There was one moment of hesitation. “I don’t think we can do this,” Randy said when they were already naked.
“Of course we can,” Madeline said. “I have K-Y lubrication.”
He laughed. “Think I meant should, not can.”
The passage lacks the menace of some encounters. Neither Madeline’s sister nor mother burst in, though God knows they’re unstable enough, and both by then have weaseled their way into the household. Also the tryst suffers no interruptions from gun-toting right-wing “heroes,” determined to catch the “terrorist sympathizers.” These threats and more lurk throughout the novel, but Troy develops them all with the same rueful sympathy as she has for Randy and Madeline.
She works, that is, in roving third-person, tuning in for instance the voices in Misery’s head. Naturally, the sister’s bipolar dysfunction, like the sexual confusion she reveals in time, owes a lot to how her mother slapped her around—yet Swimming makes room for the older woman’s sorrows as well. The mother is Native American, from Oklahoma, and her “hidden […] hatred,” while making her way among whites has allowed the ill will to fester; now she can feel her mortality, and so struggles inchoately, cantankerously, for more genuine succor. These two unhappy old women, their layers of ambiguity peeled away at such a skillful pace, in fact constitute no less than a triumph of the imagination. Anyone who cares about the continuing vitality of the social novel, its ability to speak for the full pluribus of the American unum, ought to jump up on the bar and cheer.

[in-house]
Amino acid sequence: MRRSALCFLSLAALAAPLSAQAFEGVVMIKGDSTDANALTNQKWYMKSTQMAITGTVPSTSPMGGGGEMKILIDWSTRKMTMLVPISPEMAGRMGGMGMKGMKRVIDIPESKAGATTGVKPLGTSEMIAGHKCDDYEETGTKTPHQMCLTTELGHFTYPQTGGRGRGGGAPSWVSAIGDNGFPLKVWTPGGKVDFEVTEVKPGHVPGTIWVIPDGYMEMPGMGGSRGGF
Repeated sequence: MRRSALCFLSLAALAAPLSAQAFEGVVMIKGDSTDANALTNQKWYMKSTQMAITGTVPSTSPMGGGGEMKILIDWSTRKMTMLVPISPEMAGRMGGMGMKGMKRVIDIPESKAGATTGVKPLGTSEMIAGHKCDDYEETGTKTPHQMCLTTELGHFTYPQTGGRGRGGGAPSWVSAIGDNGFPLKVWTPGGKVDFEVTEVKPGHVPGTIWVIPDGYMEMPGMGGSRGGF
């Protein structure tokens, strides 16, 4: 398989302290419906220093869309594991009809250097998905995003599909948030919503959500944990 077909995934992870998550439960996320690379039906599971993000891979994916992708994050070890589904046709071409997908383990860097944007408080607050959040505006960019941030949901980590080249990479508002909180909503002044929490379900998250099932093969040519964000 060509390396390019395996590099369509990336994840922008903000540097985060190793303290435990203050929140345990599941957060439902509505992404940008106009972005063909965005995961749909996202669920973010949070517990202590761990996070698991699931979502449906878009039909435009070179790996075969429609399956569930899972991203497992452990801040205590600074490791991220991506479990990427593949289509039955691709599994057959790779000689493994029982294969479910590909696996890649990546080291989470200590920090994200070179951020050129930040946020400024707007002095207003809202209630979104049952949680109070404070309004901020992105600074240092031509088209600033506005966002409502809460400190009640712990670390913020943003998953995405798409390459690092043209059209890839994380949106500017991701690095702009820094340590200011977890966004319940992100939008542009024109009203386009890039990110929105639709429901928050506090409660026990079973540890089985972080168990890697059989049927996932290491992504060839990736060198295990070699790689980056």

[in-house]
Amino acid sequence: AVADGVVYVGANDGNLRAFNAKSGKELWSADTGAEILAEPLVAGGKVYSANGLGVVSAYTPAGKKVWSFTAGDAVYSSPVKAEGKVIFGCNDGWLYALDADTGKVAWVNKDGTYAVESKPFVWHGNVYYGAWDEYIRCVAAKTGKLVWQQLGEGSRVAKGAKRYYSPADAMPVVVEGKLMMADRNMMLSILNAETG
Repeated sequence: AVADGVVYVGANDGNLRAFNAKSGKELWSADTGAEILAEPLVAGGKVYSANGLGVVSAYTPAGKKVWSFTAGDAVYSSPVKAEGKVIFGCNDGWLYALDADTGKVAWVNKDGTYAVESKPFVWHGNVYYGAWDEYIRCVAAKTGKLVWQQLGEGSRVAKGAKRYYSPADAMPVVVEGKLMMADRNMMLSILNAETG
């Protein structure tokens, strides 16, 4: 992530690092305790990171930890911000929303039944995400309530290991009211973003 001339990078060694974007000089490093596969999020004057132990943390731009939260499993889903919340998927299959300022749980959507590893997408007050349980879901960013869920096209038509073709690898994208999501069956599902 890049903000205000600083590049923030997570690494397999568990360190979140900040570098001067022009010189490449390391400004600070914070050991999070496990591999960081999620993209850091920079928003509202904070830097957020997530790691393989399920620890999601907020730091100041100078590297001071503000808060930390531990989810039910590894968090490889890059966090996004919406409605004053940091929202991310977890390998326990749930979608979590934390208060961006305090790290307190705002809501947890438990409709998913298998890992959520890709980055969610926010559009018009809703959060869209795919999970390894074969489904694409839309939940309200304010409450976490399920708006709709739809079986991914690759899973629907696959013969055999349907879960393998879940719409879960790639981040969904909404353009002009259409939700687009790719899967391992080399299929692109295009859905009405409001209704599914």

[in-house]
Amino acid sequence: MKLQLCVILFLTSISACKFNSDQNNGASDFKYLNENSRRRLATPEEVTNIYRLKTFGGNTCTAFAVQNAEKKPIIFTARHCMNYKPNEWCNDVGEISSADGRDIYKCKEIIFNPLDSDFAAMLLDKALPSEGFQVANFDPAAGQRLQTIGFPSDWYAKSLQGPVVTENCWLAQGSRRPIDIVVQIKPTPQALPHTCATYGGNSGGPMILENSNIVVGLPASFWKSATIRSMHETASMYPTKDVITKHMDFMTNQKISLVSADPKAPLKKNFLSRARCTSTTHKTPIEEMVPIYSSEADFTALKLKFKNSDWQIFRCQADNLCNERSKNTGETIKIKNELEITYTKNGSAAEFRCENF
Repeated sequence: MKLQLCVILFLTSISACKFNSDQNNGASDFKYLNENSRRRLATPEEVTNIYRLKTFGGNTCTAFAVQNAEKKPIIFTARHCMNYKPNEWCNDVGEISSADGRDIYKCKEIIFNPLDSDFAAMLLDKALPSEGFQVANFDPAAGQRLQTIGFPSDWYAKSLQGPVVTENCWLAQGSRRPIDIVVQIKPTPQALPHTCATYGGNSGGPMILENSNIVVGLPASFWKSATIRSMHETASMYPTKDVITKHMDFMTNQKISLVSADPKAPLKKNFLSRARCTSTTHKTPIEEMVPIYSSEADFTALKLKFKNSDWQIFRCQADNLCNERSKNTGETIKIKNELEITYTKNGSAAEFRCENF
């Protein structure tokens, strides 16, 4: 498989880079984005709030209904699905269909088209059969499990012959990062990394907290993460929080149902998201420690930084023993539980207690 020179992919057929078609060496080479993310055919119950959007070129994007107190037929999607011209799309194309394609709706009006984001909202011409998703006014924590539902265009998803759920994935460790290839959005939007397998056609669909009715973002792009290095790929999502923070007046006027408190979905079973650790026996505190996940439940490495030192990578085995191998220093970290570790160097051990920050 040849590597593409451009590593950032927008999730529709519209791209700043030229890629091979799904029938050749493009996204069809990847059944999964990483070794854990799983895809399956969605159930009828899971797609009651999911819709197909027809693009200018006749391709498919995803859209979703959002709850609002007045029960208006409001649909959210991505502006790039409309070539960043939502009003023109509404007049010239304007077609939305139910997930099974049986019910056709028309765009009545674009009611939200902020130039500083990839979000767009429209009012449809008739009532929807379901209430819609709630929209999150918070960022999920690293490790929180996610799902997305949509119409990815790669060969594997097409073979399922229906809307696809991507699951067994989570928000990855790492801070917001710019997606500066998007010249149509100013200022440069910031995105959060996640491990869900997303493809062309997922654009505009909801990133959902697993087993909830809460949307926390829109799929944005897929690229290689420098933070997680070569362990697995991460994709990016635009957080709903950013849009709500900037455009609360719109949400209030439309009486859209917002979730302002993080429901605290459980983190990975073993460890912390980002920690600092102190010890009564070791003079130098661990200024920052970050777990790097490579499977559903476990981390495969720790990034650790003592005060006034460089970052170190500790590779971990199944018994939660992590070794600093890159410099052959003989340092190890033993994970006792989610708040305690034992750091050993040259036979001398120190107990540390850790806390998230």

If anything, Troy’s profound identification with her characters interferes somewhat with the drama. I applaud how carefully she combs through the tangled impulses of her novel’s bad guys (one of them another woman), the people looking to catch the deserter. Their leader, more or less, is a man about the same age as the one gone AWOL, and Troy proves undaunted by his gender and youth, constructing a rollercoaster ride out of the kid’s shifting emotions. Towards the end, however, she shuttles too often from slow-footed runaways to half-hearted pursuers and back—often simply swapping one overcrowded vehicle for another. When you allow everyone in the room an epiphany, some fall flat (“Surprises were sometimes delights”), and the overcrowding also diffuses the impact of the climax.
Then again, the final eruptions resound with appropriate booms, and there’s rightness as well about both the ones who get away and those who wind up on the floor. Older wounds aren’t patched up too easily, either. All in all, the successes of Swimming on Hwy N far outweigh the problems, and raise one last question: how does something so good appear somewhere so obscure? How does a novel so alive with American complexity wind up on a small press out of Springfield, Missouri? The question’s been raised before, of course, by works such as A Confederacy of Dunces. It was raised in Ecclesiastes, which warns that the race is not always to the swift. Still.